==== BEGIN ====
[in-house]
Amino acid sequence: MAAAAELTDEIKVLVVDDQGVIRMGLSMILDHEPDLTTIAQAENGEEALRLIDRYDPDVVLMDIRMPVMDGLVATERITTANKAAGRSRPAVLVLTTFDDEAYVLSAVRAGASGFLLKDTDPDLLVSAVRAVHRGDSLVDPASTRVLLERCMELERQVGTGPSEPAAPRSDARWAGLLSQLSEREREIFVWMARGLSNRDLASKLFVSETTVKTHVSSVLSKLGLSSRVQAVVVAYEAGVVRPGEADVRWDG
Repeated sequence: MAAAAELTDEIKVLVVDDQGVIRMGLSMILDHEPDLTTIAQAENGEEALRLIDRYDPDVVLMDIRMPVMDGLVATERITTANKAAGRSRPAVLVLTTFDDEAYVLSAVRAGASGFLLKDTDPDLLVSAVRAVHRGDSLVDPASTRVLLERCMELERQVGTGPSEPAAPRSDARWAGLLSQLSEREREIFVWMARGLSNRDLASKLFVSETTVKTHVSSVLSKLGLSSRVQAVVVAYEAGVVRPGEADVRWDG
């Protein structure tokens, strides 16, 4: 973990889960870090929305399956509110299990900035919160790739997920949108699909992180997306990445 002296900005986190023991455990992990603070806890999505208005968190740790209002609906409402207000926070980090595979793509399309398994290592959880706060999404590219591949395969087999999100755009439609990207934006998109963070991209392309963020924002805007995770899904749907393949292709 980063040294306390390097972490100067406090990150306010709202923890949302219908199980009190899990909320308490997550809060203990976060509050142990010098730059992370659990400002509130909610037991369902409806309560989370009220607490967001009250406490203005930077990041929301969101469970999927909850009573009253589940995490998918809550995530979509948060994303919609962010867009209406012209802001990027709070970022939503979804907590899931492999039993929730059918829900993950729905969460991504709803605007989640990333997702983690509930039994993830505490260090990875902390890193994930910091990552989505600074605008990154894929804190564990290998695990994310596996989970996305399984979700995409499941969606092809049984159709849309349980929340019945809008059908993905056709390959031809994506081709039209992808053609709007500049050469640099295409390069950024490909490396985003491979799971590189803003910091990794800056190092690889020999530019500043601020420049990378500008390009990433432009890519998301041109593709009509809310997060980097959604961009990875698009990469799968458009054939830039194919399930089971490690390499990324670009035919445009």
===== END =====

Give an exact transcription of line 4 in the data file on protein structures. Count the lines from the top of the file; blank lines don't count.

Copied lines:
């Protein structure tokens, strides 16, 4: 973990889960870090929305399956509110299990900035919160790739997920949108699909992180997306990445 002296900005986190023991455990992990603070806890999505208005968190740790209002609906409402207000926070980090595979793509399309398994290592959880706060999404590219591949395969087999999100755009439609990207934006998109963070991209392309963020924002805007995770899904749907393949292709 980063040294306390390097972490100067406090990150306010709202923890949302219908199980009190899990909320308490997550809060203990976060509050142990010098730059992370659990400002509130909610037991369902409806309560989370009220607490967001009250406490203005930077990041929301969101469970999927909850009573009253589940995490998918809550995530979509948060994303919609962010867009209406012209802001990027709070970022939503979804907590899931492999039993929730059918829900993950729905969460991504709803605007989640990333997702983690509930039994993830505490260090990875902390890193994930910091990552989505600074605008990154894929804190564990290998695990994310596996989970996305399984979700995409499941969606092809049984159709849309349980929340019945809008059908993905056709390959031809994506081709039209992808053609709007500049050469640099295409390069950024490909490396985003491979799971590189803003910091990794800056190092690889020999530019500043601020420049990378500008390009990433432009890519998301041109593709009509809310997060980097959604961009990875698009990469799968458009054939830039194919399930089971490690390499990324670009035919445009």